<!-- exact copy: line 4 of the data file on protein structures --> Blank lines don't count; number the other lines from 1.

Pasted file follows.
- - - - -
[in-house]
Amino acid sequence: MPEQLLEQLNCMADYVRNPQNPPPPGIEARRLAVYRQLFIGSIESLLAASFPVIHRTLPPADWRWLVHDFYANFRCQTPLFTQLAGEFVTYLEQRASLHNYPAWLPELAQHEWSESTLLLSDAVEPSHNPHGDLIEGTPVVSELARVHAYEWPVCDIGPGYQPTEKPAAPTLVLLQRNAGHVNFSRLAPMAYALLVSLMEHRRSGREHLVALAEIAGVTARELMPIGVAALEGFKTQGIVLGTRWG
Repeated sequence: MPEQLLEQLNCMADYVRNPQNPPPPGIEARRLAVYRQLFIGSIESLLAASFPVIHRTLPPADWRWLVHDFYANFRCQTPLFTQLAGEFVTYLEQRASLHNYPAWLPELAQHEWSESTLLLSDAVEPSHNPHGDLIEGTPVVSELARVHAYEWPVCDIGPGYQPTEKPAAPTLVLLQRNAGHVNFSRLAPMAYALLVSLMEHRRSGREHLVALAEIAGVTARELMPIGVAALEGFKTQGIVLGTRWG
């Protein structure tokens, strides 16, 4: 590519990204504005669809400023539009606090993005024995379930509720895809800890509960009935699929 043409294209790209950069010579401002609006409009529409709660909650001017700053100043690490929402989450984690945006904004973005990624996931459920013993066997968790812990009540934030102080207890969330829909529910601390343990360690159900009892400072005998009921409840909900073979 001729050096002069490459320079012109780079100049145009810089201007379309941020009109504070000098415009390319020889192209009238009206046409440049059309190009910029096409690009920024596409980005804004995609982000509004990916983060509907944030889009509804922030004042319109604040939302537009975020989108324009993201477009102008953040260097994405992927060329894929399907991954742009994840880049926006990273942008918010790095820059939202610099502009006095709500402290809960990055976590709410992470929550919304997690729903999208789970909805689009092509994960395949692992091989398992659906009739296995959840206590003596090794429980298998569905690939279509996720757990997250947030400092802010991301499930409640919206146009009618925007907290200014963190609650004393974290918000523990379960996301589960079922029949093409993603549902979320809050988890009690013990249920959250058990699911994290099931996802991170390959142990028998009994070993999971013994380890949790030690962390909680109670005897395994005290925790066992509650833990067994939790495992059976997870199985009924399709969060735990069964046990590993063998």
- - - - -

């Protein structure tokens, strides 16, 4: 590519990204504005669809400023539009606090993005024995379930509720895809800890509960009935699929 043409294209790209950069010579401002609006409009529409709660909650001017700053100043690490929402989450984690945006904004973005990624996931459920013993066997968790812990009540934030102080207890969330829909529910601390343990360690159900009892400072005998009921409840909900073979 001729050096002069490459320079012109780079100049145009810089201007379309941020009109504070000098415009390319020889192209009238009206046409440049059309190009910029096409690009920024596409980005804004995609982000509004990916983060509907944030889009509804922030004042319109604040939302537009975020989108324009993201477009102008953040260097994405992927060329894929399907991954742009994840880049926006990273942008918010790095820059939202610099502009006095709500402290809960990055976590709410992470929550919304997690729903999208789970909805689009092509994960395949692992091989398992659906009739296995959840206590003596090794429980298998569905690939279509996720757990997250947030400092802010991301499930409640919206146009009618925007907290200014963190609650004393974290918000523990379960996301589960079922029949093409993603549902979320809050988890009690013990249920959250058990699911994290099931996802991170390959142990028998009994070993999971013994380890949790030690962390909680109670005897395994005290925790066992509650833990067994939790495992059976997870199985009924399709969060735990069964046990590993063998």